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Activities for families
Find out what this long-eared owl has eaten by examining its pellets
Image: Chris Gomersall
Most birds produce pellets. The more indigestible material there is in the food, the more pellets are produced. The best known birds that produce pellets are the owls and the daytime-hunting birds of prey (raptors). Owl pellets are the easiest to find and study, because they often collect beneath a favoured feeding post or roost.
Pellets are small, sausage-shaped objects, containing the undigested parts of the birds food which are ejected through the mouth. Pellets do not pass through the intestine of birds and are quite different from droppings. They do not smell, and are not unpleasant to work with. They consist of things like the bones of birds, mammals and fish, teeth, claws and beaks, insect head parts and wing cases, seed husks etc. These are usually enclosed by softer material like fur, feathers and vegetable fibre.
Once you have identified the contents, you can use the results to discover a great deal about the habits of the bird.
When does it hunt?Some mammals are active during the day as well as by night. Others, especially the wood mouse, are strictly nocturnal. You may be able to discover whether a bird hunts by day or by night.
Where does it hunt?Small mammals prefer certain kinds of habitat. The field vole lives in grassland, the bank vole in woods and hedges. Such creatures will give you clues as to where the owl was hunting.
How much does it eat?You can work out the number of animals in each pellet from the number of skulls or jawbones. Some people prefer to count the number of pelvic bones, in case the head of the prey was not swallowed. Remember that an owl probably produces two or
three pellets each 24 hours.
Does its diet change with the season?If you can find enough pellets at different times of the year, you may find some interesting differences.
What part does the owl play in the food chain?Find out what the prey animals eat. Some are vegetarian, like voles. Others eat only animal food, like shrews which feed on insects and other small creatures.
You can construct a diagram of a food chain from your results.
Dissecting owl pellets at an RSPB Wildlife Explorers event
Image: Andy Hay
You will need:
Do not be surprised to find small white live grubs. They are the larvae of clothes moths, and they feed on the fur or feather material of the pellet. Owl pellets must be one of the original homes of clothes moths, long before there were any clothes!
The remains of small creatures such as insects are often found in pellets, and in little owl and kestrel pellets these can be particularly abundant. To find and identify them often requires a dissecting microscope.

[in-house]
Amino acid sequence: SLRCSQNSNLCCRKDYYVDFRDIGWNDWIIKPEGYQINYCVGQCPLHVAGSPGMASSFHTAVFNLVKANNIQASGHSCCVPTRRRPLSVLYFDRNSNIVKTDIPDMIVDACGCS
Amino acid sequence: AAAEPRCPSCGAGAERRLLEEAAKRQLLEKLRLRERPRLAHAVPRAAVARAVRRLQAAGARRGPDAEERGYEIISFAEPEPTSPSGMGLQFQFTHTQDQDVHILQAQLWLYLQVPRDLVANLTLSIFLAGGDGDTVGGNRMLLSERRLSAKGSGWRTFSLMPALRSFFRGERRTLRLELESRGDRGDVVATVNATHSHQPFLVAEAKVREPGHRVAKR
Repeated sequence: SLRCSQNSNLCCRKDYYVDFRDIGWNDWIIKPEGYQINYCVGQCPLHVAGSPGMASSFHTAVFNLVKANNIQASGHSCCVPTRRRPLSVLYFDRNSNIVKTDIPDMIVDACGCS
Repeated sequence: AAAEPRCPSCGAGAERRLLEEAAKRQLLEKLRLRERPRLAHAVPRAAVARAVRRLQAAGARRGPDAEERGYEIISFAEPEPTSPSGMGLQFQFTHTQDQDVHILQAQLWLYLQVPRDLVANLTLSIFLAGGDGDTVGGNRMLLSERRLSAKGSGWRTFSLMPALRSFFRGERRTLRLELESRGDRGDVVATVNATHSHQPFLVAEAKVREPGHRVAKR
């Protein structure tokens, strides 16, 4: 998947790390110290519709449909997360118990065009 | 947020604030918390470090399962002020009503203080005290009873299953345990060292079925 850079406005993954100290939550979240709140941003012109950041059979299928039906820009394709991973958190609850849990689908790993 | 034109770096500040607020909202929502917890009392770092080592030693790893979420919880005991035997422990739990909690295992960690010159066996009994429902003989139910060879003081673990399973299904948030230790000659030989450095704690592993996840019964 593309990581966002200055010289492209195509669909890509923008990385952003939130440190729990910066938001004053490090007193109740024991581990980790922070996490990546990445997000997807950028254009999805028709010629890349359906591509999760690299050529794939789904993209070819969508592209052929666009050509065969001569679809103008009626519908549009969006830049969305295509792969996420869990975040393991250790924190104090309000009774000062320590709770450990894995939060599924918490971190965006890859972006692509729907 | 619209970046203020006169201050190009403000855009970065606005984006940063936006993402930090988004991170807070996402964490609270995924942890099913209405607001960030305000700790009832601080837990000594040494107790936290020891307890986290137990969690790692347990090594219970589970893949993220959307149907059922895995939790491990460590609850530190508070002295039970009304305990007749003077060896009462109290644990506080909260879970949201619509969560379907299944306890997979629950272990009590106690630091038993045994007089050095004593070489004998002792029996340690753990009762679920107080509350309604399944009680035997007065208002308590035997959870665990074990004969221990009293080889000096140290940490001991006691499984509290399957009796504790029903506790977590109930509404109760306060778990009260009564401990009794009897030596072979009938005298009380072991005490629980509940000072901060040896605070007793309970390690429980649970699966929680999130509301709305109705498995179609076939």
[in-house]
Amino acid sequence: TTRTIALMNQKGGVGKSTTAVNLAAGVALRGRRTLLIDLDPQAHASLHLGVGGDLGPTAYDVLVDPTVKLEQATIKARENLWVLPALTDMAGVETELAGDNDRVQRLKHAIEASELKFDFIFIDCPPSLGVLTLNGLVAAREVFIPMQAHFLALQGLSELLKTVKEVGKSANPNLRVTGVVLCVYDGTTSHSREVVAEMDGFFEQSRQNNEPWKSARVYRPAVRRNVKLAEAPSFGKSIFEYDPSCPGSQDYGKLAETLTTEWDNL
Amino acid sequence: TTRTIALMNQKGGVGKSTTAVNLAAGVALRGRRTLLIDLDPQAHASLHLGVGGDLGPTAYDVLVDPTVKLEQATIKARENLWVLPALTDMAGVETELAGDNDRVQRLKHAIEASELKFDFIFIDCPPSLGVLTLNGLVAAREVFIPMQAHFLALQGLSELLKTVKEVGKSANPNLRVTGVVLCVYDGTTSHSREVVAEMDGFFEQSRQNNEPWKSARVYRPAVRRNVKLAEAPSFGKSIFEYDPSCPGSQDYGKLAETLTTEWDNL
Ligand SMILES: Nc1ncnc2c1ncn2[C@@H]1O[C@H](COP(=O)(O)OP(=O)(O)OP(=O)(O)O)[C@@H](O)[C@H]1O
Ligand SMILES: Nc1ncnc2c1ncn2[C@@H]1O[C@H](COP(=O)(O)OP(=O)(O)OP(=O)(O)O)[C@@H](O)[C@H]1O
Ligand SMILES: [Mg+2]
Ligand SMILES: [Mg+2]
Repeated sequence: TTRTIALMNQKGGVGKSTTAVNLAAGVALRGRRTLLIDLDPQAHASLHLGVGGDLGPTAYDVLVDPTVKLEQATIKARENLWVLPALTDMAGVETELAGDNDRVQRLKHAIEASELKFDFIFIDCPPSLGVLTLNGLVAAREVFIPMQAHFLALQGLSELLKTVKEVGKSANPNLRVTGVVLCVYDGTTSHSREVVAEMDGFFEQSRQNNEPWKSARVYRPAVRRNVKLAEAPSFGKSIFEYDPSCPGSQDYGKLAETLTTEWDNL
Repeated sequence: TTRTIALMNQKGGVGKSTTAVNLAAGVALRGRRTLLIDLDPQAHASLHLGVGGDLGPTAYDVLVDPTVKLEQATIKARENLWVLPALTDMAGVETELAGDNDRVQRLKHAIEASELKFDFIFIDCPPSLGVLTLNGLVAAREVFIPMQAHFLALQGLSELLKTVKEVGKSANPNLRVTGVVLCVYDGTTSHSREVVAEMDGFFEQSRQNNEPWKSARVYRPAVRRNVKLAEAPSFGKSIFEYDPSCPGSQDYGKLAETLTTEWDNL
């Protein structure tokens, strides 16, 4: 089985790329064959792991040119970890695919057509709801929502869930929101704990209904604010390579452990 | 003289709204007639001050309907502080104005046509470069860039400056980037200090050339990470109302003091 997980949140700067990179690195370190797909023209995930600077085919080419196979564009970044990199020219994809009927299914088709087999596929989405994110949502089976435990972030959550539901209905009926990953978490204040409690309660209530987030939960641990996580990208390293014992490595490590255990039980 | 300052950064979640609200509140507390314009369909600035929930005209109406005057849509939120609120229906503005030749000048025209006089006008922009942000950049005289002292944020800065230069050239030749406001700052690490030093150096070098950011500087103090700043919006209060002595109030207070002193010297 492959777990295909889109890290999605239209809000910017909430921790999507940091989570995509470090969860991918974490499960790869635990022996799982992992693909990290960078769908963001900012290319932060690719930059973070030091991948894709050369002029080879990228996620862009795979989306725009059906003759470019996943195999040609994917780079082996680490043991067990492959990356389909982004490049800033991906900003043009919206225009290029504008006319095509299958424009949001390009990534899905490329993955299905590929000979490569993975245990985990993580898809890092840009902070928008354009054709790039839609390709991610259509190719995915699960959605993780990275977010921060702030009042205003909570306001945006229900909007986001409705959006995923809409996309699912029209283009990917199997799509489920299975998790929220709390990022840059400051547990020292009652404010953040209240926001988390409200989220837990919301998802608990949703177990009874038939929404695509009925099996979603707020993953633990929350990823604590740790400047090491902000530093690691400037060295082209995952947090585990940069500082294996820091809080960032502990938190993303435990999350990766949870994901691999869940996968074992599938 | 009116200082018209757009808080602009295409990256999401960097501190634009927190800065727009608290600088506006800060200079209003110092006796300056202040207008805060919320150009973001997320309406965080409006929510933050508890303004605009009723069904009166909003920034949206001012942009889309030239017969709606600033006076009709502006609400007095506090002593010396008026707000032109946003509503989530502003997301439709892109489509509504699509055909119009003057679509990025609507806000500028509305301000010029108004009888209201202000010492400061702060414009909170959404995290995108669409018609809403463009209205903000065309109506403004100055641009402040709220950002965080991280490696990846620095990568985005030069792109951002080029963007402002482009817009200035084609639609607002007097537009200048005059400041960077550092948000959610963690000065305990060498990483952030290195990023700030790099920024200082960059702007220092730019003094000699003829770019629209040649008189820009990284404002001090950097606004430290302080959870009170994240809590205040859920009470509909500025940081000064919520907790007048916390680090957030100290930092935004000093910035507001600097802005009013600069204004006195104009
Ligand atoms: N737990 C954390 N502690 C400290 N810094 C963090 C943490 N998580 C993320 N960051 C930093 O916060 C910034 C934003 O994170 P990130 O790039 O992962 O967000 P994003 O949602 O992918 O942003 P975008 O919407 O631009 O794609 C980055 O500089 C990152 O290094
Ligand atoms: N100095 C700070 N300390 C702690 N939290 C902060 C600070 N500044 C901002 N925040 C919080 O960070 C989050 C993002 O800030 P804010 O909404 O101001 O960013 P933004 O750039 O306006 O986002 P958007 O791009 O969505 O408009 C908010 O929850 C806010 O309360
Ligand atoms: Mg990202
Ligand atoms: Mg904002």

The keys in this guide will help you to identify the contents of the pellets.
1. The basic material (Matrix)Fur will lead you to expect mammal remains. It may even keep its colour and help you to recognise the species.
Feathers often break down into a loose powder, but you can still usually find small quills, the central stem of the feathers. They alert you to look for bird remains.
Sand or soil usually indicates earthworms. You will need to use a microscope to find the minute bristles called chaetae which confirm this.
2. BonesSome bones are especially useful for identifying the species of prey. In this guide we use the bones of the head - skull and jawbones - as the means of identifying species. When you have found and cleaned them, try and work out what they are by using the key to skulls. A few other bones are good indicators of species. The most important of these are shown in the key.
Sometimes it is interesting to know the origin of each bone, and what part of the body it is from. We have included a diagram, which illustrates the bones of a typical small mammal, and shows where in the body they are found.
3. Other remainsSome insect remains are fairly easily recognisable, for example the wing cases of beetles. Other hard parts which survive include legs, jaws and even complete heads. Some of these are illustrated in the key.
Have a piece of card handy for each pellet. Write on the top of the card the name of the bird that produced the pellet, and the date and place where it was collected.
Arrange all the articles from the pellet that you have identified onto the card and stick them in place with strong glue.
Beside each of the remains, write the name of the animal from which it came. If you wish, you can include the soft material of the pellet on the card, fully dried and suitably labelled, in a small polythene bag.
Finding pellets requires knowing a little about the habits of the bird. Most pellets are produced at the birds roosting place. But it's not just owls that produce pellets. More...